Went to see the Ukraine Ballet Co in the evening –  very dramatic, I loved it. Theatre beautiful Venetian style. Walked home.

19th May Thur.

Went to the Beryoska shop but did not buy anything apart from book about Kiev. I could spend a lot on books but they are so heavy. 

These are just a few of the books Mum collected over the years! She also brought back souvenirs, but it was always books that first caught her attention.

19 to 23 May – Five days packed with yet more cultural delights. Here’s just a taste of them – click on the pictures to read the captions.

Let’s go back to Ellen’s diary for a description of what she regarded as the highlight of the Kiev visit. First, an anecdote…

We also went into a Hospital grounds and a shabby-looking man came and talked in English to us. His phrases were very flowery. He said he was a Doctor, but if so I’m the KGB – or perhaps it was a mental hospital!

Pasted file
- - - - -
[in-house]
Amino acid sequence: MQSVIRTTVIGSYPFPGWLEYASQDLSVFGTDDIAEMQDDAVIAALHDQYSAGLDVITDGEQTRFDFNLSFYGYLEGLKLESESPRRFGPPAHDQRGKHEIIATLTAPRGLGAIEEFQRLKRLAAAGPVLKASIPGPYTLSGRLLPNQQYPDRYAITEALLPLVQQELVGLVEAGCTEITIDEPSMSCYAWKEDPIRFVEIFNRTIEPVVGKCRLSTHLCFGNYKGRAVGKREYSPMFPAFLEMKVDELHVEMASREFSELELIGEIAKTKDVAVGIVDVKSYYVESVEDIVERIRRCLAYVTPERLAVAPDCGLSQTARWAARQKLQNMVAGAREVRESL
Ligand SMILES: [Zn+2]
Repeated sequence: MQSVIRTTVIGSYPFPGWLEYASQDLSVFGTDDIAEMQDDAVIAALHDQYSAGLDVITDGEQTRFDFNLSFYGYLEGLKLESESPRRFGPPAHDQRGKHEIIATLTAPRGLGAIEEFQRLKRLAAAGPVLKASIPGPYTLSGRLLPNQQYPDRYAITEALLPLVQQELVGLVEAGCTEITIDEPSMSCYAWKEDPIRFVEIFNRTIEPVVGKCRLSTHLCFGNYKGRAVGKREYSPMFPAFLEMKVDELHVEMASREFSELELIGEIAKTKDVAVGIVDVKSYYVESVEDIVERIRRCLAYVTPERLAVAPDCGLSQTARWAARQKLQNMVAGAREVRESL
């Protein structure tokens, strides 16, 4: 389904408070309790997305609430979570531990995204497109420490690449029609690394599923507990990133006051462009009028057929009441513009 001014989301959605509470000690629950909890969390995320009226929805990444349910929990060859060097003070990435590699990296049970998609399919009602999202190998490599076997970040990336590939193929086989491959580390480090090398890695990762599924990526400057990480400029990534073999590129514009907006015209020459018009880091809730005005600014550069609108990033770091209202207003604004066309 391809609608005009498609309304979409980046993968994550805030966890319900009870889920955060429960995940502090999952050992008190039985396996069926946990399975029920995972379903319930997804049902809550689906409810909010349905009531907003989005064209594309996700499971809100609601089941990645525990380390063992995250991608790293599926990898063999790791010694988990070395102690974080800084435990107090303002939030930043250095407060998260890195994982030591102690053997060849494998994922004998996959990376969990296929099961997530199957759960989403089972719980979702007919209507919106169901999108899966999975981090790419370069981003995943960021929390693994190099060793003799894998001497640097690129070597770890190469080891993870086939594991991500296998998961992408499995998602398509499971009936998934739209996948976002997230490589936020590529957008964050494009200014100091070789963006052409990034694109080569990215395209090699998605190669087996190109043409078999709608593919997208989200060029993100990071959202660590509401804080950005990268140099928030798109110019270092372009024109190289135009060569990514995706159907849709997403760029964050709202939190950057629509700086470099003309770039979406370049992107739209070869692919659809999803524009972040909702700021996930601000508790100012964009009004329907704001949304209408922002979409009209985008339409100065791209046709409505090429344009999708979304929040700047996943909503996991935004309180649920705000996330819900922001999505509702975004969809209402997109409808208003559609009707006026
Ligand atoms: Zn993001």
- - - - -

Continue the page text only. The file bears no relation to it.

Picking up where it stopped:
After lunch the Highlight. We went to the Monastery of St Anthony, and went into the Catacombs. A monk, Anthony – and Theodacious – lived in caves near the River Dneiper in 1051. In 1070 they started to build the Monastery. The Catacombs are a series of caves which were burial places as well as for the Monks – I bought a book about them. The soil is such that it preserved the bodies and many of them are housed in caskets with glass tops. The bodies are quite short, in vestments with embroidered cloths over the faces, but the little brown hands are on view. St Anthony’s cell is there and what looks like little alcoves where they lived. Full of Grottos and treasures but an unbelievable place. They are still venerated as saints – I have never heard so much about Saints and Religious matters. Lovely weather, in 90s.